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Tuesday, December 6, 2011

All I Want for Christmas

Ah, the second week of Advent!  Preparing our hearts and our homes for Christmas: spending more time in prayer and reading more Scripture, figuring out what to get for each of the people on our gift list, planning this year's Christmas card, making plans for where and how to spend Christmas Eve and Christmas Day.  We're listening to Christmas carols on the radio, watching Christmas movies on Hulu, drinking eggnog, and practically suffocating under the weight of all this wrapping paper, ha ha!  Oh, what a magical time of the year!

I've been asked by more than a few people, "So Pia, what do you want for Christmas?" At the risk of sounding like a broken record (is anyone old enough to remember what that sounds like besides me?  Ha ha!), for the third Christmas in a row, my answer is this:

Great graphic by Angie (click to go to her FB page)

Kat has been suffering from IH since late summer 2009.  That's over two years now.  Two years of nonstop headache and other debilitating symptoms and countless doctor/hospital/ER visits without a cure or any real relief in sight.  Pain meds don't help her, not even the strongest ones out there.  Many people we know still don't even believe that what she has is a "real" disease.

It's hard as a mom to watch your daughter suffer so much all the time and not be able to do anything about it.  It's even harder to see her have to deal with people who have no sympathy for her and cut her no slack, and even accuse her of faking it to get attention.  And yet, that's exactly what she and so many other IH sufferers experience every day.

This was Kat and me in 2008.  The first photo in this post was also taken that year.  Wow, I miss those days!  See her bright eyes and easy smile?  Yep, that was my girl!

This was her last summer:

And this:

And this:

Not exactly the state in which I want my youngest girl to be, you know?  But this has become our "normal".  Every day.  Every night.  All the time in between.  Pain, pain, and more pain.  And Kat is not the only one suffering from this awful rare disease.  We have met so many through Facebook just this year -- children, adults, male and female.  This disease does not discriminate, despite what the doctors tell you.  Anyone can get it.  And many, like Kat, don't even know how they did.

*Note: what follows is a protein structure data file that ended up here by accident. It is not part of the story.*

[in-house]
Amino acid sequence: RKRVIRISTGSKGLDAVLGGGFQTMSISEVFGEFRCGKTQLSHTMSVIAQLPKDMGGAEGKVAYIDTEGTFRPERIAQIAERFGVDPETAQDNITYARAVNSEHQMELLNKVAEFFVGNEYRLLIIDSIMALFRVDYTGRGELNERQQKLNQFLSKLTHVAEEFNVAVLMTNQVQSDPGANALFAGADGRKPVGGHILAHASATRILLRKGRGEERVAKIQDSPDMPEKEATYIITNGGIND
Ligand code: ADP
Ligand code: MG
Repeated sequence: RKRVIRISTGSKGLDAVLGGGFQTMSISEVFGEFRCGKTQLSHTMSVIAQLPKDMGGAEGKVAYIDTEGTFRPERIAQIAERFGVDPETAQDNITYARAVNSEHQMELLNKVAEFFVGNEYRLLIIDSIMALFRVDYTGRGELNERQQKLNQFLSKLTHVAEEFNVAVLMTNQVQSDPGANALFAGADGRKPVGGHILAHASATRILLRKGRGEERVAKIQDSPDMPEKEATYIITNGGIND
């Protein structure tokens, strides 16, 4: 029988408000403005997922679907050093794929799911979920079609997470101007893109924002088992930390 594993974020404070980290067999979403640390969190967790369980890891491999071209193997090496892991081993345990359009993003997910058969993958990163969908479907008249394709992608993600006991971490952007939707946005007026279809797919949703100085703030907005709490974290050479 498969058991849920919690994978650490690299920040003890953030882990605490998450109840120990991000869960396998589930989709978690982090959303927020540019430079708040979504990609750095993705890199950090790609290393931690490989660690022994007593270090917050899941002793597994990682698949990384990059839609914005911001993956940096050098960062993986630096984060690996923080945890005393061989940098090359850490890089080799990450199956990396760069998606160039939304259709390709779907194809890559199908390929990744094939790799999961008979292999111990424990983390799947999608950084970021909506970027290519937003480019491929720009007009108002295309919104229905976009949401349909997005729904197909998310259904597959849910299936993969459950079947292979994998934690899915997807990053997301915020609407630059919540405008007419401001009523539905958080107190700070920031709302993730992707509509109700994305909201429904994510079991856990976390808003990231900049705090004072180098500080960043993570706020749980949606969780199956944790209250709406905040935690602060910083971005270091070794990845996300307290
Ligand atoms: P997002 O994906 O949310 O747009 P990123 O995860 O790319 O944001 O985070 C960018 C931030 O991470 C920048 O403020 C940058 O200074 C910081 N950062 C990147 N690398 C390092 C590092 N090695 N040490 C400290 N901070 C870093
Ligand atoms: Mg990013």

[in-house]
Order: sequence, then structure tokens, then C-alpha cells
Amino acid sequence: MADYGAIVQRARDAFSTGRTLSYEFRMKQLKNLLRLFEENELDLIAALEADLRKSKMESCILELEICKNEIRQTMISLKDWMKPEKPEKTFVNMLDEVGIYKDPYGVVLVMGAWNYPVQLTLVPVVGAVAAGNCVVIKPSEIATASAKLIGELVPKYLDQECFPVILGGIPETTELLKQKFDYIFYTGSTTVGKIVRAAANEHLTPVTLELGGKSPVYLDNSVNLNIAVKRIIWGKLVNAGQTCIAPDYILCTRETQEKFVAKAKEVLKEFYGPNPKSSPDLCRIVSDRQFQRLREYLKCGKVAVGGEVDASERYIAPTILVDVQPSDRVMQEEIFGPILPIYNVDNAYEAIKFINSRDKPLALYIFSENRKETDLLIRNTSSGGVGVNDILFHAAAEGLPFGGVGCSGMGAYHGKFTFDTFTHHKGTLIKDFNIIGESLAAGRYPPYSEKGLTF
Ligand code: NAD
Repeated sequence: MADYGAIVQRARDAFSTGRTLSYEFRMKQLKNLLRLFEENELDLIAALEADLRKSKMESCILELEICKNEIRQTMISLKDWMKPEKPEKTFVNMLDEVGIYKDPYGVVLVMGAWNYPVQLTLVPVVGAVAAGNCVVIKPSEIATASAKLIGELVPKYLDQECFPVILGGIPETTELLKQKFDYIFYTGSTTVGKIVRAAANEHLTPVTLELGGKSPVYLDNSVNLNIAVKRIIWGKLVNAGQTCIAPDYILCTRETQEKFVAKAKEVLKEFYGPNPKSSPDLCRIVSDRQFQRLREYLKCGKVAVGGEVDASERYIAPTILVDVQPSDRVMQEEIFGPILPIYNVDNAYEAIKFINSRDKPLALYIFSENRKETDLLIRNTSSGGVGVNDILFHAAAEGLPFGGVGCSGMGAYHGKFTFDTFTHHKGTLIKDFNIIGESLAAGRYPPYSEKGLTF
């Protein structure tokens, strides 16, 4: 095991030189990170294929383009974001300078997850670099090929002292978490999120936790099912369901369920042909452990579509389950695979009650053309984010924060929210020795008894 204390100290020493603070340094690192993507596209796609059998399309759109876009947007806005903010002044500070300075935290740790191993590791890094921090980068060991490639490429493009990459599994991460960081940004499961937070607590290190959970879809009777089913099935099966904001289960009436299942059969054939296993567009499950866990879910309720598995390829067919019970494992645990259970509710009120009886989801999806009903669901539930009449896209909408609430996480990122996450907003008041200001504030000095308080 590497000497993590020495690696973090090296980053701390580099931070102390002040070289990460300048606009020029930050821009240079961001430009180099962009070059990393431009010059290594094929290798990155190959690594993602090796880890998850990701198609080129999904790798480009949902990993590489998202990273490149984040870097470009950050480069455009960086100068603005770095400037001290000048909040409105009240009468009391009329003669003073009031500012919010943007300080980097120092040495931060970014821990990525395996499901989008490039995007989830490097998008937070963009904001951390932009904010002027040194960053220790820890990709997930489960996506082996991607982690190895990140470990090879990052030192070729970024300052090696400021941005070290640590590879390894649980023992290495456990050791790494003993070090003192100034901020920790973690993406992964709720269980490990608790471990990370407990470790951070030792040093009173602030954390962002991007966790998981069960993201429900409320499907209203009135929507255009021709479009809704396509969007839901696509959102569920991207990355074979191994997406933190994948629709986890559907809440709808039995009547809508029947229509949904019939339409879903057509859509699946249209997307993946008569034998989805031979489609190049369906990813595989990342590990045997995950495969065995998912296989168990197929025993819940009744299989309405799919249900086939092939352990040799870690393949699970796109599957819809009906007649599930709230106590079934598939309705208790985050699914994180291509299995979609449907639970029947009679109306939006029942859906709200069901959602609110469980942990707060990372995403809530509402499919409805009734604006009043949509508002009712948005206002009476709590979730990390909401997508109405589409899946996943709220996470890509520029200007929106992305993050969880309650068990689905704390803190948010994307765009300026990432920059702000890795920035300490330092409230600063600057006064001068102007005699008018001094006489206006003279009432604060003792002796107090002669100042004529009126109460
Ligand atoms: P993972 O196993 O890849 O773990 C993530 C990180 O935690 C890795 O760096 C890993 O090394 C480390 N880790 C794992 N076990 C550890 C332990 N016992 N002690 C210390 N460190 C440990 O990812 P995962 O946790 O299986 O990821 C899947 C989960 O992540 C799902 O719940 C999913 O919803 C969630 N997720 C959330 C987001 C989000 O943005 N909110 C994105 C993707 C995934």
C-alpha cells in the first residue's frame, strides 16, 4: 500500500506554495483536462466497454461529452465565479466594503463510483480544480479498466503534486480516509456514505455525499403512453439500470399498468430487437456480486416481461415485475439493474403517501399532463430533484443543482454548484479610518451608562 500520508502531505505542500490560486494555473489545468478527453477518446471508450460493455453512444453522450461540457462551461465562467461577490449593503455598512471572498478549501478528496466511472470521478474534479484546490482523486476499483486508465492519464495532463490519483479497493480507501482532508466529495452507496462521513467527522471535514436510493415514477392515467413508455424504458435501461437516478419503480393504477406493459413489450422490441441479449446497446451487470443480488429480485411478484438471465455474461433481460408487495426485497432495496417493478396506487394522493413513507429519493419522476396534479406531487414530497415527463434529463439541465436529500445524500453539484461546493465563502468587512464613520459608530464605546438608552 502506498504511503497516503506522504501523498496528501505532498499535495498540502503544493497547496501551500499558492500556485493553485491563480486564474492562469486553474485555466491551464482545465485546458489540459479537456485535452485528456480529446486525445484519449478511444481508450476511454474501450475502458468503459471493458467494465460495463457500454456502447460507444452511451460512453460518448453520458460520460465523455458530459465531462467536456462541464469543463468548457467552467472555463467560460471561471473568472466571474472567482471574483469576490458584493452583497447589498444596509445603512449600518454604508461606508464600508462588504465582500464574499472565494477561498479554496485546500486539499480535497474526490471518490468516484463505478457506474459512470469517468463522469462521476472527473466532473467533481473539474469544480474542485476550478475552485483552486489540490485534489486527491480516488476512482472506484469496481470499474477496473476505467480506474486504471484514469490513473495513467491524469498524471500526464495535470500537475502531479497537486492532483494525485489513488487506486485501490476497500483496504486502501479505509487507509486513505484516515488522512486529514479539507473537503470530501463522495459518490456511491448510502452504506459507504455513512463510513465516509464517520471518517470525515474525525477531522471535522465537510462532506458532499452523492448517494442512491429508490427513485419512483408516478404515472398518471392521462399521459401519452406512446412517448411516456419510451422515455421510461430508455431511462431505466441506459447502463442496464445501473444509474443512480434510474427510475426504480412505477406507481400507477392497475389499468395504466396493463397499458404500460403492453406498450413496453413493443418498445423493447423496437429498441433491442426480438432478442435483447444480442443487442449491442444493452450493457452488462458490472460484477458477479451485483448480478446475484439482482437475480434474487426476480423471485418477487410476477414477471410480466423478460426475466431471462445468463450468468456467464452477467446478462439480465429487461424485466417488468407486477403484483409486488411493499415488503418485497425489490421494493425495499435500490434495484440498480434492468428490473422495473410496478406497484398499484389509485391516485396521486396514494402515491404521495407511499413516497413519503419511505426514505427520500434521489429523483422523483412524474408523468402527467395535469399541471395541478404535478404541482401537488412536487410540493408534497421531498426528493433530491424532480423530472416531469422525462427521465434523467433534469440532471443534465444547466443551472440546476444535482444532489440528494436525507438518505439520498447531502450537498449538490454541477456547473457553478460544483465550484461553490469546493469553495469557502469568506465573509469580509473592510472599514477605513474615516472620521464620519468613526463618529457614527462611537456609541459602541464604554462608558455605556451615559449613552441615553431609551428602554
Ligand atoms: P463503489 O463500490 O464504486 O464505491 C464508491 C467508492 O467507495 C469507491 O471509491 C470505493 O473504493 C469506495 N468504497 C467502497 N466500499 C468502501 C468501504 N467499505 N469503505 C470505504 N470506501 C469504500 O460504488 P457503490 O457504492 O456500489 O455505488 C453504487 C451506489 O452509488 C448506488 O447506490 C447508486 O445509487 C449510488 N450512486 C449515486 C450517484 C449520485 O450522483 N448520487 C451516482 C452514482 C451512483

It's time to make IH known.  It's time to raise awareness and raise funds.  It's time to find a cure!

So how can you help me get my Christmas gift this year?  Visit the Intracranial Hypertension Research Foundation's website by clicking on the blue and green awareness ribbon above.  Learn about IH.  Share that info with your family and friends.  Donate to the IH Research Foundation to help fund research for a cure.

You can order one of these cool lapel pins or a t-shirt or a bracelet, and the proceeds will go toward finding a cure for IH.  Every little bit helps, and all of it is greatly appreciated.  You really can make a difference, no matter what size your gift is.

Please help us find a cure.  Because right now, the only thing that gives Kat any relief is this:

And that lasts only about 5-6 hours and then the headache is back, accompanied by back pain.

An alternative treatment is this:

Ventriculoperitoneal Shunt

Brain surgery to divert the excess cerebrospinal fluid from her brain to her abdomen.  A temporary fix that has its own severe complications.  Brain surgery that doesn't necessarily eliminate the headache, only lessens it.  According to her neurologist, the best we can hope for with this surgery would be to save her eyesight and she will likely continue to have the headache.  So with no other option, we're in talks with Kat's medical team to consider having this done sooner rather than later.

There is a cure out there.  Somewhere.  Let's find it.  Together.  So that Kat and all the other men, women, and children who suffer from this disease can go back to living normal, healthy, pain free lives.

~ Pia


  1. Wow Pia, thank you for sharing yours and Kat's story on this debilitating disease. Your right, there has to be a cure out there somewhere, lets find it. All the best. -Lisa

  2. Pia, I met your daughter Kat through a support page, and can't thank you enough for raising a wonderful girl. My son Braden, who is 12, was diagnosed right before Thanksgiving, and she has helped me so much to understand this horrible disease. She has helped him so much too. He feels less "crazy" knowing someone understands. You should know your daughter is truly a gem!